Individual rights should not be denied, abridged, or enhanced at the expense of other people's rights by laws at any level of government based on sex, wealth, race, color, creed, age, national origin, personal habits, political preference, or sexual orientation. We support repealing any such laws rather than extending them to all individuals. Discrimination imposed by government has caused a multitude of problems. Anti-discrimination laws create the same problems. While we do not advocate private discrimination, we do not support any laws which attempt to limit or ban it. The right to trade includes the right not to trade -- for any reasons whatsoever; the right of association includes the right not to associate, for exercise of this right depends upon mutual consent.

Okay, just ask any black who couldn't find a decent place to stay, or a decent job back in pre-Civil Rights days, just how well "mutual consent" worked. Mutual consent means consent of both sides.

I don't like anti-discrimination laws. They are invasive, burdensome to enforce and a fertile breeding ground for meddlesome busybodies. We have them for one simple reason: when we didn't, American society arbitrarily denied equal treatment to entire classes of people. There was a national brouhaha during the Korean War when the Red Cross decided to stop segregating blood by race. When blacks outscored whites on aptitude tests for the Philadelphia Fire Department before World War I, the department said "We don't care what the tests show. We're not hiring blacks - period."

So where are black travelers going to stay if white-owned motels decide not to take them in? Why should we expect the free market to solve this problem? It didn't prior to passage of the Civil Rights Act. Things have changed, and probably if we did away with civil rights laws we would find most people still being less biased than they once were. But can we really be so sure? And what's the libertarian plan if widespread discrimination, so extensive that it shuts some groups out nearly everywhere, returns?

I.20.Women's Rights and Abortion 

Recognizing that abortion is a very sensitive issue and that people, including libertarians, can hold good-faith views on both sides, we believe the government should be kept out of the question.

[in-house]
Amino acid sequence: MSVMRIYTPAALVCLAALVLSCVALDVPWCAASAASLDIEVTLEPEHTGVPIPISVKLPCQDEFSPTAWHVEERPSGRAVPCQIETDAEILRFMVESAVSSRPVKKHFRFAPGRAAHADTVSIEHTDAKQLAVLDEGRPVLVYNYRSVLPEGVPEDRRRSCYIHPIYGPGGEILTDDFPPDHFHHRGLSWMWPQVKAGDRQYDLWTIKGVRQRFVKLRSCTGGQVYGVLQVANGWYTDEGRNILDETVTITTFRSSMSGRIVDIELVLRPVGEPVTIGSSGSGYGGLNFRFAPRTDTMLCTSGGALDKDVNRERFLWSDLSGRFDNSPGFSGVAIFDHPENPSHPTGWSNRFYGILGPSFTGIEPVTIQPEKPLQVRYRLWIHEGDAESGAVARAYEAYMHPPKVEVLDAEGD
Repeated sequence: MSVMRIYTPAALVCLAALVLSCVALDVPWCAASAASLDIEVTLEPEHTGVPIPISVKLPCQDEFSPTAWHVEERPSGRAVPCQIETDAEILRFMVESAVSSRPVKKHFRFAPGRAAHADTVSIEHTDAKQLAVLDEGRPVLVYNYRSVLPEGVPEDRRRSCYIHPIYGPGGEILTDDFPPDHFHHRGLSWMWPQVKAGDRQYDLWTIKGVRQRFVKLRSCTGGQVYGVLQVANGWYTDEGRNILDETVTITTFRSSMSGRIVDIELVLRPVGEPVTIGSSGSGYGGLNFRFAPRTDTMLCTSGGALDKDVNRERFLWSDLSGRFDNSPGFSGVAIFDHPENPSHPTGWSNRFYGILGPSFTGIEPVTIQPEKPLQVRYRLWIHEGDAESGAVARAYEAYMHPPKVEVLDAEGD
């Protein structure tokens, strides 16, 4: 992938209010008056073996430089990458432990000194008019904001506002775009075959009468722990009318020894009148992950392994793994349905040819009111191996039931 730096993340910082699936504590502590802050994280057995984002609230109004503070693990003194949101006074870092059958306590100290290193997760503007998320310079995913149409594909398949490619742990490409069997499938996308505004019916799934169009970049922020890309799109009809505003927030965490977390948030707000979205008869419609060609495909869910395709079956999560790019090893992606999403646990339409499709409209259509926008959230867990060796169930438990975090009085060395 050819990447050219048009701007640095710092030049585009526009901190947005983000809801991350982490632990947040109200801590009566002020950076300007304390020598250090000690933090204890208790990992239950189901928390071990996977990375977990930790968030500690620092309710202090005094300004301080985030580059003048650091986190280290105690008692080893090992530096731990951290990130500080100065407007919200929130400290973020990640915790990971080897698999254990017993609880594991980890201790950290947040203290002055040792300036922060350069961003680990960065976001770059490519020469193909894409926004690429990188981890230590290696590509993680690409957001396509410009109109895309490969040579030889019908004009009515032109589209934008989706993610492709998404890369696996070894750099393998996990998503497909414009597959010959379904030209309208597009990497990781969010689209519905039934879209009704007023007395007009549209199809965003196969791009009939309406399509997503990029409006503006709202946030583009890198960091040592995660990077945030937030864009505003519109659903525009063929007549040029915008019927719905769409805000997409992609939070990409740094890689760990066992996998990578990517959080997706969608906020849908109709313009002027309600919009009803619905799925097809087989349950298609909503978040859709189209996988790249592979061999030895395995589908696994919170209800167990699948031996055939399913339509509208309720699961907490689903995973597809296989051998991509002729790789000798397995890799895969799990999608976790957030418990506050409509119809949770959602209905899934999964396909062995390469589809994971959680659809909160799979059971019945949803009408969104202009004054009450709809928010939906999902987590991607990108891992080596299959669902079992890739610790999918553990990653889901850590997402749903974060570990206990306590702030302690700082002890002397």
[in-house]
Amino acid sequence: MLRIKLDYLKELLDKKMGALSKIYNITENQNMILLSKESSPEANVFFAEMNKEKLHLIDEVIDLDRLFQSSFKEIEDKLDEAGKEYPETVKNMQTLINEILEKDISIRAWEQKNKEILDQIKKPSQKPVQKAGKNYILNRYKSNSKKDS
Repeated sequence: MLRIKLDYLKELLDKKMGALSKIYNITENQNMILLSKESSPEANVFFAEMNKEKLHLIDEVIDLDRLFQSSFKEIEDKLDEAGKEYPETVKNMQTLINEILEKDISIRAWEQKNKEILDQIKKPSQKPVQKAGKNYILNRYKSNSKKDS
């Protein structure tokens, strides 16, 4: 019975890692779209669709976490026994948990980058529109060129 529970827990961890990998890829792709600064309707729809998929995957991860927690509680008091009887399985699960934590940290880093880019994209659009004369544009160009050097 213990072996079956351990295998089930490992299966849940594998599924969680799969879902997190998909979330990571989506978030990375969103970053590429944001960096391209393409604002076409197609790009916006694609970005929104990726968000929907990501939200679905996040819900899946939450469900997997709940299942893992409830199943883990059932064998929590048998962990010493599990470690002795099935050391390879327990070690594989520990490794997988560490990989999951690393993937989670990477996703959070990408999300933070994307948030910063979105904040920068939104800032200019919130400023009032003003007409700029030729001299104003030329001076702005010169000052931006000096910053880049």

It's nice to see the Libertarians have mastered one tactic of the major parties - the fine art of weasel words. If all government is kept out of the question, that's tantamount to supporting abortion on demand. Or, if by government, they mean Federal government, it's tantamount to permitting local control, which amounts to repealing Roe vs. Wade. So which of the two is their position? And why don't these people who claim to be gutsy enough to take on both major parties have the guts to spell out exactly what they mean?

I.21.Families and Children 

A child is a human being and, as such, deserves to be treated justly. We oppose laws infringing on children's rights to work or learn, such as child labor laws and compulsory education laws.

Just imagine how many kids would quit school and flock to 16-hour a day jobs paying $2 an hour in sweatshops if we did this. American kids could have all the rights of kids in Honduras or Bangladesh. Gee, another plan to create a huge pool of unskilled labor.

II.3.Inflation and Depression

All restrictions upon the private minting of coins should be abolished so that minting will be open to the competition of the free market.

Private coins and bills were common in the 19th century when travel was rare and official currency was often in short supply. A token or bill issued by a well-known local bank would be accepted as trustworthy. Just imagine going to Seattle and trying to spend money minted by Bernie's Mint of Tampa. 

Presumably the coins would be precious metal, because any other privately minted coins would be worthless, but you can see how easy it would be to adulterate the metal with innumerable private coins floating around.